# The value of $c$ from the lagrange’s mean value theorem for which \[\] in $\left[ {1,5} \right]$ is

A). 5

B). 1

C). $\sqrt {15} $

D). None of these

Answer

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Hint- Here, we will be finding the required unknown by equating the value of $f'\left( c \right)$ obtained through differentiating the given function with that obtained with the help of lagrange’s mean value theorem.

Given function is $f\left( x \right) = \sqrt {25 - {x^2}} $

This function is continuous for all the values of $x \in \left[ {1,5} \right]$because the above function is defined for all of these values.

Now let us differentiate the given function with respect to $x$, we get

$

f'\left( x \right) = \dfrac{{d\left[ {{{\left( {25 - {x^2}} \right)}^{\dfrac{1}{2}}}} \right]}}{{dx}} = \left( {\dfrac{1}{2}} \right){\left( {25 - {x^2}} \right)^{\dfrac{1}{2} - 1}}\left( { - 2x} \right) = - x{\left( {25 - {x^2}} \right)^{ - \dfrac{1}{2}}} \\

\Rightarrow f'\left( x \right) = - \dfrac{x}{{\sqrt {\left( {25 - {x^2}} \right)} }}{\text{ }} \to {\text{(1)}} \\

$

Clearly, the above function is also differentiable for all the values of $x \in \left[ {1,5} \right]$because the above function is defined for set of all these values.

So, according to lagrange’s mean value theorem if a function is continuous as well as differentiable for $x \in \left[ {a,b} \right]$, there exists $c \in \left[ {1,5} \right]$ such that $f'\left( c \right) = \dfrac{{f\left( b \right) - f\left( a \right)}}{{b - a}}$ .

$\therefore f'\left( c \right) = \dfrac{{f\left( 5 \right) - f\left( 1 \right)}}{{5 - 1}} = \dfrac{{\sqrt {25 - {5^2}} - \sqrt {25 - {1^2}} }}{4} = \dfrac{{0 - \sqrt {24} }}{4} = - \dfrac{{\sqrt 6 }}{2}$

By using equation (1), we have

$f'\left( c \right) = - \dfrac{c}{{\sqrt {\left( {25 - {c^2}} \right)} }} \Rightarrow - \dfrac{{\sqrt 6 }}{2} = - \dfrac{c}{{\sqrt {\left( {25 - {c^2}} \right)} }}$

Squaring both sides, the above equation becomes

\[

\Rightarrow {\left( { - \dfrac{{\sqrt 6 }}{2}} \right)^2} = {\left( { - \dfrac{c}{{\sqrt {\left( {25 - {c^2}} \right)} }}} \right)^2} \Rightarrow \dfrac{6}{4} = \dfrac{{{c^2}}}{{\left( {25 - {c^2}} \right)}} \Rightarrow \dfrac{3}{2} = \dfrac{1}{{\left( {\dfrac{{25}}{{{c^2}}} - 1} \right)}} \Rightarrow \left( {\dfrac{{25}}{{{c^2}}} - 1} \right) = \dfrac{2}{3} \\

\Rightarrow \left( {\dfrac{{25}}{{{c^2}}}} \right) = \dfrac{2}{3} + 1 \Rightarrow \left( {\dfrac{{25}}{{{c^2}}}} \right) = \dfrac{5}{3} \Rightarrow \left( {\dfrac{{{c^2}}}{{25}}} \right) = \dfrac{3}{5} \Rightarrow {c^2} = \dfrac{{3 \times 25}}{5} = 15 \\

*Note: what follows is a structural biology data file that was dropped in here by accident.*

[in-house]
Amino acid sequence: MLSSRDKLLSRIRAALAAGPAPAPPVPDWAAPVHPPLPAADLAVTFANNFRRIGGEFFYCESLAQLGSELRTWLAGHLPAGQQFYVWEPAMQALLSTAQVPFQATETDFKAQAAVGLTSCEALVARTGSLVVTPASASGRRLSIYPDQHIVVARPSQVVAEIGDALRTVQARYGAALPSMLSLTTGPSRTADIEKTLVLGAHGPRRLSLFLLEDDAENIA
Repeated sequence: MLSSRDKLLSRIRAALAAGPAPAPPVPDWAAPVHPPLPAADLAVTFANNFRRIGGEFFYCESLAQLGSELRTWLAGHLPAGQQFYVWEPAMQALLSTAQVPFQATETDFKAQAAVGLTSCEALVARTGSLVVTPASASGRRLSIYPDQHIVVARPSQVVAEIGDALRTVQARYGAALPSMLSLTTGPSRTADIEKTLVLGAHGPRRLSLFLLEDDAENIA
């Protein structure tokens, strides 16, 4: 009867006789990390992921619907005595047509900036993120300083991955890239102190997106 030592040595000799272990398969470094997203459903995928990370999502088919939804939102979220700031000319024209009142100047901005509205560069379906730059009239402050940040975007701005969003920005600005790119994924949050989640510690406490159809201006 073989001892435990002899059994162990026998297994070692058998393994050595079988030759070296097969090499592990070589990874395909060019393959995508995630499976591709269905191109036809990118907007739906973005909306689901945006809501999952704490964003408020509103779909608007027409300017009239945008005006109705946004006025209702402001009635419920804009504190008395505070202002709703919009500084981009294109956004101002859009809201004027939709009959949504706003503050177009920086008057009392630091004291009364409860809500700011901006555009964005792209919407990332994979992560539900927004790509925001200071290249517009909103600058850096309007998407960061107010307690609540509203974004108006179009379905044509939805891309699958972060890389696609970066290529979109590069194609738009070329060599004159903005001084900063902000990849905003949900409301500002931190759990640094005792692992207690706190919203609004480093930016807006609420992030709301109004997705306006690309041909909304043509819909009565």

\Rightarrow c = \sqrt {15} {\text{ }} \in \left[ {1,5} \right] \\

\\

\]

Therefore, the value of $c$ is \[\sqrt {15} {\text{ }}\].

Hence, option C is correct.

Note- In these types of problems where lagrange’s mean value theorem is used, at the end it is ensured that the value of $c$ obtained should lie in the interval of $x$.

Given function is $f\left( x \right) = \sqrt {25 - {x^2}} $

This function is continuous for all the values of $x \in \left[ {1,5} \right]$because the above function is defined for all of these values.

Now let us differentiate the given function with respect to $x$, we get

$

f'\left( x \right) = \dfrac{{d\left[ {{{\left( {25 - {x^2}} \right)}^{\dfrac{1}{2}}}} \right]}}{{dx}} = \left( {\dfrac{1}{2}} \right){\left( {25 - {x^2}} \right)^{\dfrac{1}{2} - 1}}\left( { - 2x} \right) = - x{\left( {25 - {x^2}} \right)^{ - \dfrac{1}{2}}} \\

\Rightarrow f'\left( x \right) = - \dfrac{x}{{\sqrt {\left( {25 - {x^2}} \right)} }}{\text{ }} \to {\text{(1)}} \\

$

Clearly, the above function is also differentiable for all the values of $x \in \left[ {1,5} \right]$because the above function is defined for set of all these values.

So, according to lagrange’s mean value theorem if a function is continuous as well as differentiable for $x \in \left[ {a,b} \right]$, there exists $c \in \left[ {1,5} \right]$ such that $f'\left( c \right) = \dfrac{{f\left( b \right) - f\left( a \right)}}{{b - a}}$ .

$\therefore f'\left( c \right) = \dfrac{{f\left( 5 \right) - f\left( 1 \right)}}{{5 - 1}} = \dfrac{{\sqrt {25 - {5^2}} - \sqrt {25 - {1^2}} }}{4} = \dfrac{{0 - \sqrt {24} }}{4} = - \dfrac{{\sqrt 6 }}{2}$

By using equation (1), we have

$f'\left( c \right) = - \dfrac{c}{{\sqrt {\left( {25 - {c^2}} \right)} }} \Rightarrow - \dfrac{{\sqrt 6 }}{2} = - \dfrac{c}{{\sqrt {\left( {25 - {c^2}} \right)} }}$

Squaring both sides, the above equation becomes

\[

\Rightarrow {\left( { - \dfrac{{\sqrt 6 }}{2}} \right)^2} = {\left( { - \dfrac{c}{{\sqrt {\left( {25 - {c^2}} \right)} }}} \right)^2} \Rightarrow \dfrac{6}{4} = \dfrac{{{c^2}}}{{\left( {25 - {c^2}} \right)}} \Rightarrow \dfrac{3}{2} = \dfrac{1}{{\left( {\dfrac{{25}}{{{c^2}}} - 1} \right)}} \Rightarrow \left( {\dfrac{{25}}{{{c^2}}} - 1} \right) = \dfrac{2}{3} \\

\Rightarrow \left( {\dfrac{{25}}{{{c^2}}}} \right) = \dfrac{2}{3} + 1 \Rightarrow \left( {\dfrac{{25}}{{{c^2}}}} \right) = \dfrac{5}{3} \Rightarrow \left( {\dfrac{{{c^2}}}{{25}}} \right) = \dfrac{3}{5} \Rightarrow {c^2} = \dfrac{{3 \times 25}}{5} = 15 \\

\Rightarrow c = \sqrt {15} {\text{ }} \in \left[ {1,5} \right] \\

\\

\]

Therefore, the value of $c$ is \[\sqrt {15} {\text{ }}\].

Hence, option C is correct.

Note- In these types of problems where lagrange’s mean value theorem is used, at the end it is ensured that the value of $c$ obtained should lie in the interval of $x$.

Last updated date: 25th Sep 2023

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